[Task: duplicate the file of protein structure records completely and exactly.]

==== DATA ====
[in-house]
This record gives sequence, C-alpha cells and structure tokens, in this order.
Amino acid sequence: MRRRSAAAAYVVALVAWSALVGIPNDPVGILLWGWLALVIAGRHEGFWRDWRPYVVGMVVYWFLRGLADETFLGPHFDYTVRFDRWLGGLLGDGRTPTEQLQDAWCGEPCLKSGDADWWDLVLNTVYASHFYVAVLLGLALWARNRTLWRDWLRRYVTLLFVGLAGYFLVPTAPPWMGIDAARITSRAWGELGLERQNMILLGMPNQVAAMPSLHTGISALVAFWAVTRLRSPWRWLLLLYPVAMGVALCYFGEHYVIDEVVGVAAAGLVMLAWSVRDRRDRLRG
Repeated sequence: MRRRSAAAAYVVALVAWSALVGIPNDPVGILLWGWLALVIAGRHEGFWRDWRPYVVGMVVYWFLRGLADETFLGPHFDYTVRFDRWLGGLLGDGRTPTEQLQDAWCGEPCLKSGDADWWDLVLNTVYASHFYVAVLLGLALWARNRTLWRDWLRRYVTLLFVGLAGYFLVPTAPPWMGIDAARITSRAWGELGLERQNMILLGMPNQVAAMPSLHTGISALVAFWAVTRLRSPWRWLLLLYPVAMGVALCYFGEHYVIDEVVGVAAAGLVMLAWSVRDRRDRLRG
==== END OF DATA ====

[in-house]
This record gives sequence, C-alpha cells and structure tokens, in this order.
Amino acid sequence: MRRRSAAAAYVVALVAWSALVGIPNDPVGILLWGWLALVIAGRHEGFWRDWRPYVVGMVVYWFLRGLADETFLGPHFDYTVRFDRWLGGLLGDGRTPTEQLQDAWCGEPCLKSGDADWWDLVLNTVYASHFYVAVLLGLALWARNRTLWRDWLRRYVTLLFVGLAGYFLVPTAPPWMGIDAARITSRAWGELGLERQNMILLGMPNQVAAMPSLHTGISALVAFWAVTRLRSPWRWLLLLYPVAMGVALCYFGEHYVIDEVVGVAAAGLVMLAWSVRDRRDRLRG
Repeated sequence: MRRRSAAAAYVVALVAWSALVGIPNDPVGILLWGWLALVIAGRHEGFWRDWRPYVVGMVVYWFLRGLADETFLGPHFDYTVRFDRWLGGLLGDGRTPTEQLQDAWCGEPCLKSGDADWWDLVLNTVYASHFYVAVLLGLALWARNRTLWRDWLRRYVTLLFVGLAGYFLVPTAPPWMGIDAARITSRAWGELGLERQNMILLGMPNQVAAMPSLHTGISALVAFWAVTRLRSPWRWLLLLYPVAMGVALCYFGEHYVIDEVVGVAAAGLVMLAWSVRDRRDRLRG